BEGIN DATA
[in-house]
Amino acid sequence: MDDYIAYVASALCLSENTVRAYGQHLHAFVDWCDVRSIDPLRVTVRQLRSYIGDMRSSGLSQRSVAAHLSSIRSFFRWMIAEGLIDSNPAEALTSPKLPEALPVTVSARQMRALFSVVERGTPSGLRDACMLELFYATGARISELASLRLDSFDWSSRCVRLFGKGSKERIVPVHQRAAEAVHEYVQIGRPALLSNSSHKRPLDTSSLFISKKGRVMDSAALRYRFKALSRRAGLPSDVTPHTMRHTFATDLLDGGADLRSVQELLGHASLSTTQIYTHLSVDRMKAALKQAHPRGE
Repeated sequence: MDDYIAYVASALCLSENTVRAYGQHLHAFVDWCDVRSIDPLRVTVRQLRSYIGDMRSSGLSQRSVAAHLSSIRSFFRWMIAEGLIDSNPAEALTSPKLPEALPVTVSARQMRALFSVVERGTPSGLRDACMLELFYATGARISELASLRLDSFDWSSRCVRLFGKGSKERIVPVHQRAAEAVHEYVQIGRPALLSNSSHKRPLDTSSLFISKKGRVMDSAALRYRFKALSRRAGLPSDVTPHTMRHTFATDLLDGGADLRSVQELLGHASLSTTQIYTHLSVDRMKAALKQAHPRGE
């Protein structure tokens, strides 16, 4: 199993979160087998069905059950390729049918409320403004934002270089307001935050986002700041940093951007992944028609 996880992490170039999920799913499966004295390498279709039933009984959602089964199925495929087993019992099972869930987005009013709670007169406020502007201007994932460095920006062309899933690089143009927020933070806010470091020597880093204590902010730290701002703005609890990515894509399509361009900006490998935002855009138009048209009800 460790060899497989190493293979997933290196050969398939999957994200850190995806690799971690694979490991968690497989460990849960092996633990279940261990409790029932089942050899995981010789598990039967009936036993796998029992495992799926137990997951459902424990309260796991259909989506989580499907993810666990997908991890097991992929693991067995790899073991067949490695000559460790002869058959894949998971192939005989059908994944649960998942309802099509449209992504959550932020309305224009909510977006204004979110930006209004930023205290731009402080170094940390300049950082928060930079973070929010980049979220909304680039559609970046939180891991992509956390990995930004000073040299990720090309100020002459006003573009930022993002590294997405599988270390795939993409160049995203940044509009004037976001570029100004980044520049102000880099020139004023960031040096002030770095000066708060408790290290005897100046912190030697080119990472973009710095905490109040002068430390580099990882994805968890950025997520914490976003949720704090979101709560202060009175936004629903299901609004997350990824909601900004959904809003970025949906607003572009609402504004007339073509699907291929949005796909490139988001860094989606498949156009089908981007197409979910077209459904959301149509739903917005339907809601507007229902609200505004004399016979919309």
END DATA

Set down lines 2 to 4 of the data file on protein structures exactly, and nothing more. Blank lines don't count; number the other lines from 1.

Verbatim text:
Amino acid sequence: MDDYIAYVASALCLSENTVRAYGQHLHAFVDWCDVRSIDPLRVTVRQLRSYIGDMRSSGLSQRSVAAHLSSIRSFFRWMIAEGLIDSNPAEALTSPKLPEALPVTVSARQMRALFSVVERGTPSGLRDACMLELFYATGARISELASLRLDSFDWSSRCVRLFGKGSKERIVPVHQRAAEAVHEYVQIGRPALLSNSSHKRPLDTSSLFISKKGRVMDSAALRYRFKALSRRAGLPSDVTPHTMRHTFATDLLDGGADLRSVQELLGHASLSTTQIYTHLSVDRMKAALKQAHPRGE
Repeated sequence: MDDYIAYVASALCLSENTVRAYGQHLHAFVDWCDVRSIDPLRVTVRQLRSYIGDMRSSGLSQRSVAAHLSSIRSFFRWMIAEGLIDSNPAEALTSPKLPEALPVTVSARQMRALFSVVERGTPSGLRDACMLELFYATGARISELASLRLDSFDWSSRCVRLFGKGSKERIVPVHQRAAEAVHEYVQIGRPALLSNSSHKRPLDTSSLFISKKGRVMDSAALRYRFKALSRRAGLPSDVTPHTMRHTFATDLLDGGADLRSVQELLGHASLSTTQIYTHLSVDRMKAALKQAHPRGE
């Protein structure tokens, strides 16, 4: 199993979160087998069905059950390729049918409320403004934002270089307001935050986002700041940093951007992944028609 996880992490170039999920799913499966004295390498279709039933009984959602089964199925495929087993019992099972869930987005009013709670007169406020502007201007994932460095920006062309899933690089143009927020933070806010470091020597880093204590902010730290701002703005609890990515894509399509361009900006490998935002855009138009048209009800 460790060899497989190493293979997933290196050969398939999957994200850190995806690799971690694979490991968690497989460990849960092996633990279940261990409790029932089942050899995981010789598990039967009936036993796998029992495992799926137990997951459902424990309260796991259909989506989580499907993810666990997908991890097991992929693991067995790899073991067949490695000559460790002869058959894949998971192939005989059908994944649960998942309802099509449209992504959550932020309305224009909510977006204004979110930006209004930023205290731009402080170094940390300049950082928060930079973070929010980049979220909304680039559609970046939180891991992509956390990995930004000073040299990720090309100020002459006003573009930022993002590294997405599988270390795939993409160049995203940044509009004037976001570029100004980044520049102000880099020139004023960031040096002030770095000066708060408790290290005897100046912190030697080119990472973009710095905490109040002068430390580099990882994805968890950025997520914490976003949720704090979101709560202060009175936004629903299901609004997350990824909601900004959904809003970025949906607003572009609402504004007339073509699907291929949005796909490139988001860094989606498949156009089908981007197409979910077209459904959301149509739903917005339907809601507007229902609200505004004399016979919309």